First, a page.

Buzz from the GSA Networx conference — carbon footprints, unified comms and brownies
I’ve been at the GSA Networx Conference in Chicago for the past few days, where we have been showing how high-definition video conferencing and mobile video products can increase collaboration among government employees regardless of the distance between them.
The show is as big as last year, if not bigger, and there has been a lot of traffic on the exhibit floor. The goal of the show has been to help federal, state and local IT professionals learn more about the latest network technologies and services that are enabling a global, fully interoperable, secure, and seamless government network services infrastructure.
During stops by our booth, we’ve heard some interesting tidbits, including hearing that attendees want ways to reduce their carbon footprint. There’s also been a big focus on unified communications, and how it can provide easier ways to streamline collaboration by allowing workers to use communication tools – desk phone, mobile phone, IM, video conferencing or another – and reach a colleague on any device they are using. With UC, your desktop phone and mobile phone are one and the same, for example, making it easier to find colleagues and collaborate with them to make agencies and organizations work more efficiently.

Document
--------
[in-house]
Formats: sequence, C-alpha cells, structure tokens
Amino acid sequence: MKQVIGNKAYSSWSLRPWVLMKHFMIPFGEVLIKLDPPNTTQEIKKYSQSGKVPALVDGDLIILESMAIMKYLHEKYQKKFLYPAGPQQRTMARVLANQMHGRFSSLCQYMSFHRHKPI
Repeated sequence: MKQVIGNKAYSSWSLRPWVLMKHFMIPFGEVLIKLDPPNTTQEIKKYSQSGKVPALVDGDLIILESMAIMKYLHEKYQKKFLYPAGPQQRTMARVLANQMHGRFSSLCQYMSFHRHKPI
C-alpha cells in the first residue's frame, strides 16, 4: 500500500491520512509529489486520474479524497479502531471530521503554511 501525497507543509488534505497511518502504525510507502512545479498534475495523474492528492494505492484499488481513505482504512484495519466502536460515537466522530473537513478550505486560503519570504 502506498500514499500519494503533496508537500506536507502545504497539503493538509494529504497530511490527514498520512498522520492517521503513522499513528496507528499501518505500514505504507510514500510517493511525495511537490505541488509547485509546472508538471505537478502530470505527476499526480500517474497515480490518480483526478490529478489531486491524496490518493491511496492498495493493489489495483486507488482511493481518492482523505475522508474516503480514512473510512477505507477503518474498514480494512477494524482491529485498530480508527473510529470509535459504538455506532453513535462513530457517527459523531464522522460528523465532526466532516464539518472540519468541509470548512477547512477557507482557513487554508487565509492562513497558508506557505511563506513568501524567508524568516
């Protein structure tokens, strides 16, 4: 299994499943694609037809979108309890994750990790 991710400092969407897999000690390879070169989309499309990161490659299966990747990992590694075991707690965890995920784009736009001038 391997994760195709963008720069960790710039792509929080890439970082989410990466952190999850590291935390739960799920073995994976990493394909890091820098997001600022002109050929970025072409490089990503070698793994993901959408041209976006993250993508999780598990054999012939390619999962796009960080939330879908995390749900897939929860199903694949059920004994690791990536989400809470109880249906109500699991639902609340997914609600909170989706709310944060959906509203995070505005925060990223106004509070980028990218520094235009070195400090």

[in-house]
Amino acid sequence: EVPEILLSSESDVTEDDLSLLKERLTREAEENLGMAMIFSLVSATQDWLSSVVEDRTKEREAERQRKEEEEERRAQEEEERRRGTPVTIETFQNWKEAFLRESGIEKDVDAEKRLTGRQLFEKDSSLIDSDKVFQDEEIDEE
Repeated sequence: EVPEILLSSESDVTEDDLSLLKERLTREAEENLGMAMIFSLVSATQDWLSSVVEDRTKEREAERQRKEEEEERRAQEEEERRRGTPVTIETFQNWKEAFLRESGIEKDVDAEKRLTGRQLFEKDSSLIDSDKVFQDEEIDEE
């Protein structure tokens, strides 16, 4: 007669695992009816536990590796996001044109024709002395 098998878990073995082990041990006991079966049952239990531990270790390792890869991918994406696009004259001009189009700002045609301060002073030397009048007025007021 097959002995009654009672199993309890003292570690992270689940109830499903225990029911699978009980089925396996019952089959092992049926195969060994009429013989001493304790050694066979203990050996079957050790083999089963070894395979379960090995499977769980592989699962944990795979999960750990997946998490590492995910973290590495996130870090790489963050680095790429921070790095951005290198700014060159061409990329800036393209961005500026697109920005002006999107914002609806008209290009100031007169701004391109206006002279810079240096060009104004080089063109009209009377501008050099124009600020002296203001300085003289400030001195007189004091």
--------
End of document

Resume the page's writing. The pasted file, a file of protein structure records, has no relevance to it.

Attendees have had a lot of great educational opportunities here on a variety of topics, including complying with Homeland Security Presidential Directive (HSPD-12), which calls for a mandatory, government-wide standard for secure and reliable forms of identification issued by the federal government, to its employees and employees of federal contractors for access to federally-controlled facilities and networks.
After sessions, attendees are lured back to the show floor with the best brownies I’ve ever tasted – after all the brownie was invented in Chicago! It’s been a great week for learning from attendees and sharing information with them.
Reporting by Chris Helms, TANDBERG Federal Channel Account Manager